SHANGHAI (Reuters) - China's top cyber authority said on Monday it would carry out a "rectification" of Chinese mobile internet browsers to address what it called social concerns over the "chaos" of information being published online.
China's strict internet censorship rules have been tightened numerous times in recent years and in the latest crackdown, the Cyberspace Administration of China (CAC) has told firms operating mobile browsers that they have until Nov. 9 to conduct a "self examination" and rectify problems.
The problems include the spreading of rumours, the use of sensationalist headlines and the publishing of content that violates the core values of socialism, it said in a statement.
"For some time, mobile browsers have grown in an uncivilised way ... and have become a gathering place and amplifier for dissemination of chaos by 'self-media'," the CAC said, referring to independently operated social media accounts, many of which publish news.
"After the rectification, mobile browsers that still have outstanding problems will be dealt with strictly according to laws and regulations until related businesses are banned."
The campaign will initially focus on eight of the most influential mobile browsers in China, including those operated by Huawei Technologies Co Ltd [HWT.UL], Alibaba Group Holding's UCWeb and Xiaomi Corp, it said.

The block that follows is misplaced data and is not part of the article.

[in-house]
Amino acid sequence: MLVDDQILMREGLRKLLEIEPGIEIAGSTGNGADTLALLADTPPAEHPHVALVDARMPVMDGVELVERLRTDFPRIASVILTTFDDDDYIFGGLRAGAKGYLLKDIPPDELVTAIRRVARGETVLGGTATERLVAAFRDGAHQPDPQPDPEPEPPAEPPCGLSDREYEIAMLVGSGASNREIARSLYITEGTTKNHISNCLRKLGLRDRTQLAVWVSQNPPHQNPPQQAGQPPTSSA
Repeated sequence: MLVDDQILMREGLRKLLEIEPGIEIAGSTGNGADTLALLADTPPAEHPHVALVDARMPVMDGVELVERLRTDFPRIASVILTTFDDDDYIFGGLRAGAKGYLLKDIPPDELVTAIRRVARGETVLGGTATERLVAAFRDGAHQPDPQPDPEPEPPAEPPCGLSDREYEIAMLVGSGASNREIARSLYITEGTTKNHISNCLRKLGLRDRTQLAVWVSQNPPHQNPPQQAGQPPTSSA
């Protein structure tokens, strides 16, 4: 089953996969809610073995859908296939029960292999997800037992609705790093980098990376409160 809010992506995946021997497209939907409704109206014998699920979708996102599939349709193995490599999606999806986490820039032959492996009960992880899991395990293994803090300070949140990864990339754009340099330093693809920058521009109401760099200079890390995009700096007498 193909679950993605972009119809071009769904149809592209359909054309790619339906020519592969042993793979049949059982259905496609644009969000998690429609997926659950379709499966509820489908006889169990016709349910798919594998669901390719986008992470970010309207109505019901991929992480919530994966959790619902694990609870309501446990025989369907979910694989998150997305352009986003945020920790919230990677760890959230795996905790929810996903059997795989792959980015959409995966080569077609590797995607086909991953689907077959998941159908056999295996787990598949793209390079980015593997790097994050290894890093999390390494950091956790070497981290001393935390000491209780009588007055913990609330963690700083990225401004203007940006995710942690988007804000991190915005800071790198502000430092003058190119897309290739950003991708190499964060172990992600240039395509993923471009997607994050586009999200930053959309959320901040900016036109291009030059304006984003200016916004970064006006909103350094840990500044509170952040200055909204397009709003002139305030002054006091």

Others include the QQ platform owned by Tencent, Qihoo-owned 360, Oppo and Sogou.
Huawei's browser unit said in a statement on Tuesday it would conduct a comprehensive self-examination and clean-up in line with the regulator's requests, and would also place strict controls over 'self media' accounts.
Xiaomi and UCWeb declined to comment, while Tencent, Oppo, Sogou and 360 did not immediately respond to requests for comment.
Legislation introduced in recent years by China include measures to restrict media outlets, surveillance measures for media sites and rolling campaigns to remove content deemed unacceptable.
(Reporting by Brenda Goh and Josh Horwitz; Additional reporting by Pei Li in Hong Kong; Writing by Tom Daly; Editing by Susan Fenton and Edwina Gibbs)